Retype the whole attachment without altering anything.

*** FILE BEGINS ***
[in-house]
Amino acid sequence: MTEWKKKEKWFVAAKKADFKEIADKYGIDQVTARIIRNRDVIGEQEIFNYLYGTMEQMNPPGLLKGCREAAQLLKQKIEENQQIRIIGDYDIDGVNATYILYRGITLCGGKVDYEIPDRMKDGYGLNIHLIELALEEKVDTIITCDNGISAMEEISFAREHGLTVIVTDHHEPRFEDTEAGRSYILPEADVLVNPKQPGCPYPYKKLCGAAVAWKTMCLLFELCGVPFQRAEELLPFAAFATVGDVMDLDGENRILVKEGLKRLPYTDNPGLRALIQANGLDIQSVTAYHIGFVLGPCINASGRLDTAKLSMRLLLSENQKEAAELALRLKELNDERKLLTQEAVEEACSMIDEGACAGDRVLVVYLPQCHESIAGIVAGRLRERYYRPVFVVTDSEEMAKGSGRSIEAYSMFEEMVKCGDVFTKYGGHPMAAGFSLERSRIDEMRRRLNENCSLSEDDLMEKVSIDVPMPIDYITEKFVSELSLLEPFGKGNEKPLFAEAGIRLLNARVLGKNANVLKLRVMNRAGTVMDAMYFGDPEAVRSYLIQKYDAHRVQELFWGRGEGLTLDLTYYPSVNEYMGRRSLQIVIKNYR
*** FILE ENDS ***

[in-house]
Amino acid sequence: MTEWKKKEKWFVAAKKADFKEIADKYGIDQVTARIIRNRDVIGEQEIFNYLYGTMEQMNPPGLLKGCREAAQLLKQKIEENQQIRIIGDYDIDGVNATYILYRGITLCGGKVDYEIPDRMKDGYGLNIHLIELALEEKVDTIITCDNGISAMEEISFAREHGLTVIVTDHHEPRFEDTEAGRSYILPEADVLVNPKQPGCPYPYKKLCGAAVAWKTMCLLFELCGVPFQRAEELLPFAAFATVGDVMDLDGENRILVKEGLKRLPYTDNPGLRALIQANGLDIQSVTAYHIGFVLGPCINASGRLDTAKLSMRLLLSENQKEAAELALRLKELNDERKLLTQEAVEEACSMIDEGACAGDRVLVVYLPQCHESIAGIVAGRLRERYYRPVFVVTDSEEMAKGSGRSIEAYSMFEEMVKCGDVFTKYGGHPMAAGFSLERSRIDEMRRRLNENCSLSEDDLMEKVSIDVPMPIDYITEKFVSELSLLEPFGKGNEKPLFAEAGIRLLNARVLGKNANVLKLRVMNRAGTVMDAMYFGDPEAVRSYLIQKYDAHRVQELFWGRGEGLTLDLTYYPSVNEYMGRRSLQIVIKNYR